2009-01-29 / Sam Bari

Lawmakers at work

You can't beat a system you can't understand
By Sam Bari

It has been a while since I have addressed the subject of strange legislation. Now that our nation's lawmakers are just chomping at the bit to pass new and wonderful laws, I believe it is time to tell them to clean out the closet of old chestnuts that have long served their purpose, and revise a few that just refuse to go away.

A good start would be with the Declaration of Independence.

Thomas Jefferson coined the "all men were created equal" phrase in the hallowed doctrine as a rebuttal to the accepted political theory of the day, "The Divine Right of Kings." That part is rarely mentioned.

"The Divine Right of Kings" was a political and religious doctrine of royal absolutism. It asserted that a monarch was subject to no earthly authority, deriving his right to rule directly from the will of God. The king was thus not subject to the will of his people, the aristocracy, or any other estate of the realm, including the church.

Just change it to: "All people were created equal and nobody is above the law, be they kings, dictators, presidents, senators, congressmen, or other high offi cials." I believe that would get the job done.

Using the Thomas Jefferson quote as a political platform saying that all men are created equal, including slaves, was actually quite opposite its original intent. "The Divine right of Kings" did not dispute the equality of commoners; it was designed to uphold the privileged status of royalty. Consequently, Jefferson was equating royalty to the common man, not the other way around.

Next, let's take a look at a couple of hastily written ordinances that could have used closer scrutiny before getting the official stamp of approval.

A local California law says: "No dog shall be in a public place without its master on a leash." Hmmm . . . Now do we really need masters on leashes? I don't think so.

Another interesting bit of California legislation says: "It is illegal to set a mousetrap without a hunting license" . . . Really? Now why does a mousetrap require a hunting license? What are those people smoking out there?

Now this next one is so unbelievable that our crack research team, the Googlamaniacs, had to check it out. I promise you, I did not make this up. This law is on the books in Belvedere, California: "A person must own at least two cows before he is permitted to wear cowboy boots in public."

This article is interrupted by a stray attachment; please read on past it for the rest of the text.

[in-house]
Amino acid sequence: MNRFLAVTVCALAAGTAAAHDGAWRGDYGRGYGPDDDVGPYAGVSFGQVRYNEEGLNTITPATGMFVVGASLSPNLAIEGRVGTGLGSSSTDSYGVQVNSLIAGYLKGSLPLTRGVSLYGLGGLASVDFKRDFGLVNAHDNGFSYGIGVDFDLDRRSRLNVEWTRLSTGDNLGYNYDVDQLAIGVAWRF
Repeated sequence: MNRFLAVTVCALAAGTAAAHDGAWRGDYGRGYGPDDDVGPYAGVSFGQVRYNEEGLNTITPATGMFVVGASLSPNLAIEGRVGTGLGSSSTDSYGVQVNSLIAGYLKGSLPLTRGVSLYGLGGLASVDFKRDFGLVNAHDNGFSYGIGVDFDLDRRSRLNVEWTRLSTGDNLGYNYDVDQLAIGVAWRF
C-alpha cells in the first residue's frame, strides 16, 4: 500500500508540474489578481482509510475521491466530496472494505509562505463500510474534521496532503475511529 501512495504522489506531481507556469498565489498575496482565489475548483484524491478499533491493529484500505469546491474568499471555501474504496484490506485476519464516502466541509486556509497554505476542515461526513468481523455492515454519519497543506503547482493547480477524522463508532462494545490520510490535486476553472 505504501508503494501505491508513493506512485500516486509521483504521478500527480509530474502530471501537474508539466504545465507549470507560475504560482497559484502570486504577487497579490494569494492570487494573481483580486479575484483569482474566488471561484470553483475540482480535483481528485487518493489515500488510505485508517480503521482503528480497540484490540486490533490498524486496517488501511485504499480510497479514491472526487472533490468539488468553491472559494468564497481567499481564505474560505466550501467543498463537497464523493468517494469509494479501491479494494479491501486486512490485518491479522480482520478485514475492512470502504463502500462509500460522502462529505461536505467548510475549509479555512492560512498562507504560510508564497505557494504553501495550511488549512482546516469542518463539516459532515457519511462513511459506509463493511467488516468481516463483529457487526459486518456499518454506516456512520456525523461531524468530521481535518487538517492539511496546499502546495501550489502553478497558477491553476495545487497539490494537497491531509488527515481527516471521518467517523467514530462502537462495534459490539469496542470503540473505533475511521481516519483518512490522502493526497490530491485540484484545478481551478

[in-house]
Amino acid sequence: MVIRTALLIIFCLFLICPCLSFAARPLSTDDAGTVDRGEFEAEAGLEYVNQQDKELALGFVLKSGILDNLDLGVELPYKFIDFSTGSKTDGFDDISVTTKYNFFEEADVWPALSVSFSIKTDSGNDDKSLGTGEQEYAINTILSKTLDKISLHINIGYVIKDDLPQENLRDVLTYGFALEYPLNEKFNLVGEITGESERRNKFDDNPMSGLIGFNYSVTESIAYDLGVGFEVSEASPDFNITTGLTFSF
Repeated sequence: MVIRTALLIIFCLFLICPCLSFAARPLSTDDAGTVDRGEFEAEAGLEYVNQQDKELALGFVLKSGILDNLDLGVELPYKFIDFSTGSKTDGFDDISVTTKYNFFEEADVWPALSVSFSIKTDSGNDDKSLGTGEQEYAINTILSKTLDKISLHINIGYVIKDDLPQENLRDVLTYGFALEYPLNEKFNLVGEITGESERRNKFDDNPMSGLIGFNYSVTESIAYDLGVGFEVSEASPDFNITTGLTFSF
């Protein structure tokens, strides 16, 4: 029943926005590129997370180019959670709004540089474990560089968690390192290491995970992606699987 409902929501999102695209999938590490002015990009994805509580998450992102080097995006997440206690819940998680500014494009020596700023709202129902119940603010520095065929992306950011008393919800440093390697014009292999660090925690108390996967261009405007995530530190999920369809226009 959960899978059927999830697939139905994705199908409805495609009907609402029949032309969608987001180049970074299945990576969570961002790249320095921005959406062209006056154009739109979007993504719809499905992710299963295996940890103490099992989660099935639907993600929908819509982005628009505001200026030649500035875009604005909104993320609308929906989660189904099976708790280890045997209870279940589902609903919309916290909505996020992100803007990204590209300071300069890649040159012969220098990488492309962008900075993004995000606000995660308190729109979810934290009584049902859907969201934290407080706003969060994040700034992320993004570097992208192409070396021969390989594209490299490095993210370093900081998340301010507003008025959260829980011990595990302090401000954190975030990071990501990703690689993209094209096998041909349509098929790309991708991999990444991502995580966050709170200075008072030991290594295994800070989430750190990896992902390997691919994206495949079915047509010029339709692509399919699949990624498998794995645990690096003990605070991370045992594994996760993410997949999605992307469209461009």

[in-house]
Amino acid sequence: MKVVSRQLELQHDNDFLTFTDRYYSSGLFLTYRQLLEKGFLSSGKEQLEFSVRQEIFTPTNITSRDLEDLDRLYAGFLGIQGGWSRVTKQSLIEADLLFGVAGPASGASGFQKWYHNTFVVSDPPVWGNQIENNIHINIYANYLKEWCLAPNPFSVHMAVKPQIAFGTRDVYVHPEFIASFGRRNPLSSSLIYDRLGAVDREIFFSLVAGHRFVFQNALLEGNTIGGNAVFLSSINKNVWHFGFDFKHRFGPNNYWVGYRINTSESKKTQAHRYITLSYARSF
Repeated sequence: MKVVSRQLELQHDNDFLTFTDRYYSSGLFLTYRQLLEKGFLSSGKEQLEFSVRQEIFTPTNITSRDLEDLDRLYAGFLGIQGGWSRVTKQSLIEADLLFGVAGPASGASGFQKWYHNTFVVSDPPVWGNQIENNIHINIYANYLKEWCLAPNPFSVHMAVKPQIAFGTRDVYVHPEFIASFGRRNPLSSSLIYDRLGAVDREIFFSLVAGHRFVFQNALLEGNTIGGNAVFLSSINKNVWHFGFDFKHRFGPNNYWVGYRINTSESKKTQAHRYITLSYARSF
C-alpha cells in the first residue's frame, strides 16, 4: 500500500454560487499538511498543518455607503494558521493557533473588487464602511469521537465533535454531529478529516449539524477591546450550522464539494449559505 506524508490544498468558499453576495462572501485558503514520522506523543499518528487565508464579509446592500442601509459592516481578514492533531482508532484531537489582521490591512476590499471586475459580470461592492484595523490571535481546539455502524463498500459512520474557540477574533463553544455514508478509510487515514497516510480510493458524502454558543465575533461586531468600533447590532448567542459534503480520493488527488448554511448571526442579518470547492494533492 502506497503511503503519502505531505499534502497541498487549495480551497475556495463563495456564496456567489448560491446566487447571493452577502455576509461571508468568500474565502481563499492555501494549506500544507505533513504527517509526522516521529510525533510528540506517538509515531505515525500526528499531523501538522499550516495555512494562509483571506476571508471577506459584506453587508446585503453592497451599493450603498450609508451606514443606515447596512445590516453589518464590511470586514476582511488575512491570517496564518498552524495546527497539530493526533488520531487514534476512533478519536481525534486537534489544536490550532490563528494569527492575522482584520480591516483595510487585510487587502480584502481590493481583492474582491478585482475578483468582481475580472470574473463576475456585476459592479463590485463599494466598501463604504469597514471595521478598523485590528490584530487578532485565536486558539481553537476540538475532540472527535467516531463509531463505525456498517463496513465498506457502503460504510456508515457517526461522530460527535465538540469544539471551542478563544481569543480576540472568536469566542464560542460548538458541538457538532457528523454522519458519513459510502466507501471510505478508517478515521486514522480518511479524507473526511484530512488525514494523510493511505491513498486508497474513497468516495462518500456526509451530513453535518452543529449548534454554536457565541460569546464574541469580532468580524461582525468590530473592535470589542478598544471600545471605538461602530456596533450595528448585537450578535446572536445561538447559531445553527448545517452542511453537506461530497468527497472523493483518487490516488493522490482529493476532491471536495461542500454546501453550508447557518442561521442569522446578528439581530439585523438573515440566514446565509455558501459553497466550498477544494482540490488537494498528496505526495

If impersonation of cowboys were a state law, Hollywood would have been out of business decades ago.

The following law is just so practical, it should be adopted by the feds. The astute legislators from Delaware must be saluted for this exercise in pragmatism. It is a shining example of taxpayer dollars well spent: " It is a violation of the law for any pilot or passenger to carry an ice cream cone in their pocket while either flying or waiting to board a plane."

I gotta wonder. What were the circumstances that inspired that piece of legislative brilliance?

This next law made perfect sense because of the reasoning behind it. However, without prior knowledge, you must admit it is funny. It is a local law in Florida: "An elephant tied to a parking meter must pay a regular parking fee."

I believe the law is on the books in Sarasota or one of the cities where circuses are known to spend the winter. Elephants are put to work in the off-season and can often be seen in town with their trainers. The mammoth beasts pull wagons, load bails of hay onto truck beds, or perform other elephant-friendly tasks.

Occasionally one will be found in town tied to a parking meter while the trainer is running errands or standing in a saloon having a brew. This law applies to that situation.

Another Florida law that needs to be removed from the active list of ordinances is this: " Men may not be seen publicly in any kind of strapless gown."

This law was written by the uptight lawmakers who opposed the Fantasy Fest parade that is an annual event in Key West. Every drag queen in the country dons his most festive finery to participate in this colorful event.

Gays and straights alike line the streets for hours to witness this coming out of the beautiful people. Needless to say, the ordinance is not enforced. So just strike it from the books already.

Those Florida legislators are just a bunch of killjoys.

I don't know if the following law is still on the books, but it certainly is not enforced. It comes from the state of Illinois, and if our new president is aware of it, he should say something to the lawmakers from his home state. "It is against the law to speak English in Illinois."Can you believe that?

And from the All-American city of Urbana, Ill.: "No monster may enter the corporate limits."

You gotta admit, those Illinois lawmakers have imagination. They are already legislating against the space guys.

These are just few of a long list of laws that should be cleaned up and carted out before another piece of legislation is written. They are shining examples of why we live in a system we can't understand.

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